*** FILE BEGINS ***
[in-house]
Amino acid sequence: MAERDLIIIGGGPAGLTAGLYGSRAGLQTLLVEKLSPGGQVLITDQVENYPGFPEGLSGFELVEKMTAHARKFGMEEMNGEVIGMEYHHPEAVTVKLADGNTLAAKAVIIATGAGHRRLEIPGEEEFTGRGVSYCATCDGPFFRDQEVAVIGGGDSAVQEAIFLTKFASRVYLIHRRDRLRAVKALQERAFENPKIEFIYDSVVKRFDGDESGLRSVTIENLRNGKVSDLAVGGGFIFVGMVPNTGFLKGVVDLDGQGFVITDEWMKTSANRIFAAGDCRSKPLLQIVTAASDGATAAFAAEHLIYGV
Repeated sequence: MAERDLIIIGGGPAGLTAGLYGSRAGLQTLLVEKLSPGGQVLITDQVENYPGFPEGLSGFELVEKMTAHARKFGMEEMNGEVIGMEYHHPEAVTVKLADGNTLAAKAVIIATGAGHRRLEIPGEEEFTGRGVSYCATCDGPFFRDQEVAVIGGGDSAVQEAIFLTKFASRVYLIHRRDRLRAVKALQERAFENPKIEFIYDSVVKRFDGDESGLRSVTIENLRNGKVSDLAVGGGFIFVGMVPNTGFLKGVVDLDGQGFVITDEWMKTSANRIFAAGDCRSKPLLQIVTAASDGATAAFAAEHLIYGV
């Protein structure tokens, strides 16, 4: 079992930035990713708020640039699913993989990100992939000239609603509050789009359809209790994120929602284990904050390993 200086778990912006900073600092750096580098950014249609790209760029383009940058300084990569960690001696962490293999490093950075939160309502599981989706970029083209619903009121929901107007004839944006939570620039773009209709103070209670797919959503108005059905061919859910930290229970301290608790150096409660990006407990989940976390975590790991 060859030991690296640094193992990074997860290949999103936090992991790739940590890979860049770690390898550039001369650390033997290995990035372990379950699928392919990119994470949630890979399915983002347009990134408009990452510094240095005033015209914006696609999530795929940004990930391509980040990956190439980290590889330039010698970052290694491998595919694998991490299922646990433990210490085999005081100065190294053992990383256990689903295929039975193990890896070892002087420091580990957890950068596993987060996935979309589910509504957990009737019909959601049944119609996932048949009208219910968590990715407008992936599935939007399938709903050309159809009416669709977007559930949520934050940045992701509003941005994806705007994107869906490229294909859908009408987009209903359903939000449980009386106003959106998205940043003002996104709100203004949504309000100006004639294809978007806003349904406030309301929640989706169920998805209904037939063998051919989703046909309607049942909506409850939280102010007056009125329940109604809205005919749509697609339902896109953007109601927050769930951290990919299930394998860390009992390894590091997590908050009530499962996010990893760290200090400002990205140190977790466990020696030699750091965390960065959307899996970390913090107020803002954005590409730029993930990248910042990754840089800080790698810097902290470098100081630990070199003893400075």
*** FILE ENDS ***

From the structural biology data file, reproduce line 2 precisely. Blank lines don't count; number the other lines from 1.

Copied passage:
Amino acid sequence: MAERDLIIIGGGPAGLTAGLYGSRAGLQTLLVEKLSPGGQVLITDQVENYPGFPEGLSGFELVEKMTAHARKFGMEEMNGEVIGMEYHHPEAVTVKLADGNTLAAKAVIIATGAGHRRLEIPGEEEFTGRGVSYCATCDGPFFRDQEVAVIGGGDSAVQEAIFLTKFASRVYLIHRRDRLRAVKALQERAFENPKIEFIYDSVVKRFDGDESGLRSVTIENLRNGKVSDLAVGGGFIFVGMVPNTGFLKGVVDLDGQGFVITDEWMKTSANRIFAAGDCRSKPLLQIVTAASDGATAAFAAEHLIYGV